Viewed from abroad, the existence of a vibrant conservative alliance is one of the most distinctive features of the American political scene. The rise of such a movement, beginning in the middle years of the 20th century, accompanied and facilitated the rise of the Republican party.
The first element in this conservative coalition was the think tank. Free-market institutes are now so ingrained into the conservative coalition that it is hard to imagine life without them. But, not so long ago, the Left, entrenched as it was in universities, dominated the intellectual sphere.
Until the 1950s, conservatives lacked a philosophy. They had instincts, beliefs, policies, but nothing that could properly be called an ideology. This changed as think tanks began to play the role on the right that universities were playing on the left. Think-tankers didn’t just write the script, or at least parts of the script; many of their scriptwriters become producers and directors when the Republicans took office and looked to fill their administrations.
It is hard to overstate the impact that small-government institutes have had on American politics. I am not just talking of the great foundations in D.C.: Heritage, Cato, the American Enterprise Institute, and the like. Every state in the union now has at least one significant conservative think tank, many of them — the NCPA in Texas, Hoover in California — with as much national influence as the Washington titans. Wherever there is a legislature, there is a free-market think tank applying the doctrines of Hayek and Rothbard to local conditions.
Such organizations have given the Right a philosophy every bit as internally consistent and comprehensive as the other side’s. During the first half of the 20th century, there was a widespread belief that intellect and progressive politics went hand-in-hand. Conservatism was not an ideology, but an amalgam of instincts: patriotism, religious faith, distrust of officialdom, and so on. This made it, in the most literal sense, a reactionary movement: a response to someone else’s doctrine, not a doctrine in its own right.
Of course, many on the left still think this way, and see conservative intellectuals as class traitors. But this view no longer strikes a chord with the wider electorate, and serves only to make its advocates seem remote and self-righteous.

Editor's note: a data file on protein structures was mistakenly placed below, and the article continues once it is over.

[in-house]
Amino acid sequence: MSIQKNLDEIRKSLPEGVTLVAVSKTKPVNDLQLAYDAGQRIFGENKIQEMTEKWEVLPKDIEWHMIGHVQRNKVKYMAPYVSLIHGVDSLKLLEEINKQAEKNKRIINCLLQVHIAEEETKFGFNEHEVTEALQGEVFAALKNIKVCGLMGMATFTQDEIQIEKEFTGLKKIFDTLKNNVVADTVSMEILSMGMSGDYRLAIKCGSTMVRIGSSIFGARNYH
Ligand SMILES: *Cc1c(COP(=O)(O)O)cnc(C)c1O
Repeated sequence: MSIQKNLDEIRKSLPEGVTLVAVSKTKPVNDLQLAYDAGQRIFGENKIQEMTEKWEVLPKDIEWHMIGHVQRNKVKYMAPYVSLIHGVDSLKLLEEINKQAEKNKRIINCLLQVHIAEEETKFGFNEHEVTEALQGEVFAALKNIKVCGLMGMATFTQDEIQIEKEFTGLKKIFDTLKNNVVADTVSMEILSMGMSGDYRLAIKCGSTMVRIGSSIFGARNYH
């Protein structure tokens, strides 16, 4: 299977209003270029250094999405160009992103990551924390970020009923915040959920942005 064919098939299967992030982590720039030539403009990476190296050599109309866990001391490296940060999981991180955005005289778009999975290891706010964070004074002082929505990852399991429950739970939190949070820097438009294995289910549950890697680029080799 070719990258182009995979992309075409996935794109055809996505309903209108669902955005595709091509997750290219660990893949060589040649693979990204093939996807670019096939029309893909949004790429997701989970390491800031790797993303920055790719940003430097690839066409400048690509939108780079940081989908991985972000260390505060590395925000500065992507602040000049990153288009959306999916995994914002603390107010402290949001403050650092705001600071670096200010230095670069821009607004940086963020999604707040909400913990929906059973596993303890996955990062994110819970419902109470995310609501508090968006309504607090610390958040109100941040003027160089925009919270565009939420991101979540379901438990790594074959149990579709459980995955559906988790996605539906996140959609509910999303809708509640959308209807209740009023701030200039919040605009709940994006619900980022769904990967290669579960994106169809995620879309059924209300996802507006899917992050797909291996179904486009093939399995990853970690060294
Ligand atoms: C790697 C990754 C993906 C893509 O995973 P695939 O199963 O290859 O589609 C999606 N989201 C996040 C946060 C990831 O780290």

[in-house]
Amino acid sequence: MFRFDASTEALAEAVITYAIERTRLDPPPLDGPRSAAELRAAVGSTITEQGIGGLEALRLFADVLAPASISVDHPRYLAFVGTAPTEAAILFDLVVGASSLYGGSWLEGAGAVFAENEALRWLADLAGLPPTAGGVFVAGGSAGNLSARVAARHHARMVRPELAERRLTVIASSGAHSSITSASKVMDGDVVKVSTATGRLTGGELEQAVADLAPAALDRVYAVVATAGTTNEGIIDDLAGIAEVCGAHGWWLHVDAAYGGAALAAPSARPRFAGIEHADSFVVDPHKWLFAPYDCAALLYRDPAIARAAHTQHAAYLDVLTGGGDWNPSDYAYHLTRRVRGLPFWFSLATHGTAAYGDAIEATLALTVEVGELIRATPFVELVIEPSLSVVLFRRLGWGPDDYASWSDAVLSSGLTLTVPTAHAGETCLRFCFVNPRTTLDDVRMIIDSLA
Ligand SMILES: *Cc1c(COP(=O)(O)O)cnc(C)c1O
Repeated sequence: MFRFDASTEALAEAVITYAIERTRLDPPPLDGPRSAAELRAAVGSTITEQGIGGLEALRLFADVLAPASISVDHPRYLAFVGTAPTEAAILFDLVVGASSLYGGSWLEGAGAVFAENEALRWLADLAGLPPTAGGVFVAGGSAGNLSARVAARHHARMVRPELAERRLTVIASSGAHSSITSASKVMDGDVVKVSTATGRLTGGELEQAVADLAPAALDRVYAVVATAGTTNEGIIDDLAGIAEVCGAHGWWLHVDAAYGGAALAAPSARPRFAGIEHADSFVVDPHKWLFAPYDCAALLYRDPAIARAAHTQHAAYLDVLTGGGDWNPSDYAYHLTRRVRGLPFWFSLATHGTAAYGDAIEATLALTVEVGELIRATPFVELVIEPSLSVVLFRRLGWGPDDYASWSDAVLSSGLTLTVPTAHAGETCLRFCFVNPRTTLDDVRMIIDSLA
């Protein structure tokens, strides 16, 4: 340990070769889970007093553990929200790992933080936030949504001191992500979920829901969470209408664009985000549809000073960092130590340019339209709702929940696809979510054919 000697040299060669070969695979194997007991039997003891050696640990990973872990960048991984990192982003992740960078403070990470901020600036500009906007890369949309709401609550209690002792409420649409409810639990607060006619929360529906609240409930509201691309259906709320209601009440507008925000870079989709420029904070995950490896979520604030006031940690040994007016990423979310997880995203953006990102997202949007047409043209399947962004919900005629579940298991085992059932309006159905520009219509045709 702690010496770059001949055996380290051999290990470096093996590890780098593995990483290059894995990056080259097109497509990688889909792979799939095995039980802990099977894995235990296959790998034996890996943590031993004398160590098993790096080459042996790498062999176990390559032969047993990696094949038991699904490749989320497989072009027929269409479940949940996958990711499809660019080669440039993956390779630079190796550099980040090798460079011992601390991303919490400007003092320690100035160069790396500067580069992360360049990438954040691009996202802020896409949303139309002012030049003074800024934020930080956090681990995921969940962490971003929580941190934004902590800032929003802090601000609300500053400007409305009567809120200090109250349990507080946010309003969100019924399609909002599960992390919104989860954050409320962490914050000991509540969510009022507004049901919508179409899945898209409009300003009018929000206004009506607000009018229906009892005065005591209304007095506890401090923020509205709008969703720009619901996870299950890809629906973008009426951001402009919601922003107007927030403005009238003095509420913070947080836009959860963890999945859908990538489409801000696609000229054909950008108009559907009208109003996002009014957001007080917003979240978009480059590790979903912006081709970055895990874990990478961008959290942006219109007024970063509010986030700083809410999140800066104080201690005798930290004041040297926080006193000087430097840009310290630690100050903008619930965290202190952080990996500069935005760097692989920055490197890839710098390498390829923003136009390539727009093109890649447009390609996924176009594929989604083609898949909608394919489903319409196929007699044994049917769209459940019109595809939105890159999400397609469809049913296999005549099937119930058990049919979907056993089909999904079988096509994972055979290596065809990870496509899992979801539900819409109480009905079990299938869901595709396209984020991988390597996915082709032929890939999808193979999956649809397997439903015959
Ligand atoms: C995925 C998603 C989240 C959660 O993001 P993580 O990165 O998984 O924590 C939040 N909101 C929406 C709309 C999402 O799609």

While think tanks played an important part in the air war, there was a ground war to be fought, too. And it is here that the conservative movement has most impressively come into its own. The Republican party could never have succeeded had it not been surrounded and supported by organizations that were ideologically committed to kindred causes: gun clubs, home-school associations, local radio stations, evangelical churches. These bodies didn’t simply provide foot soldiers: They were able to advance the agenda in a way that a politician couldn’t easily do without coming across as self-interested.
What’s more, these organizations recognized their shared interests. The last time I was in D.C., I spoke at the Wednesday Meeting run by Grover Norquist’s Americans for Tax Reform. Here, gathered under one roof, was Hillary Clinton’s “vast right-wing conspiracy”: vaster, indeed, than I had ever imagined. Think-tankers rubbed shoulders with congressional aides, contrarian columnists with right-wing academics, Ayn Rand devotees with anti-health-reform campaigners, Republican candidates with sympathetic businessmen. Although there were many ideological and stylistic differences among those present, they were all there to advance a common cause. I kept thinking of Bismarck’s remark about the German socialists: “We march separately, but we fight together.”
The tea-party movement is the latest manifestation of this tradition: a popular fronde that is unaffiliated but conservative, political but skeptical toward political parties, angry but focused. You occasionally read that the tea parties were synthetic, that the crowds had somehow been artificially put together, that the rage was fabricated. In fact, the tea-party phenomenon is an example of that rare beast, a genuinely spontaneous popular movement. One of its founders told me that it had started life as a 22-person conference call, and had grown within weeks to an army of thousands.
There are limits, of course, to what such a movement can achieve. It has no legislators and can pass no laws. It has scant financial resources. Indeed, it has so far failed in its two main aims: to defeat the Obama health-care bill, and to reduce the levels of taxation and debt. But legislation takes place against a background of national debate and consensus, and this is what the tea partiers have helped to shift.
Just as there are limits to what a popular movement can achieve, so there are limits to what a political party can achieve. The tea-party movement is nourished by a very American creed, namely that governments don’t have the answers, that reform comes from below, that people are wiser than their leaders. By taking their message directly to the streets, the tea partiers changed minds in a way that politicians couldn’t. They have, in short, created an atmosphere in which candidates opposed to Big Government can win. Whether such candidates succeed, and whether they are able to effect a substantive change in public policy, will depend at least in part on what kind of relationship they retain with the wider movement.
— Daniel Hannan is author of The New Road to Serfdom: A Letter of Warning to America, from which this is an excerpt. © 2010 by Daniel Hannan. Reprinted courtesy of Harper, an imprint of HarperCollins Publishers.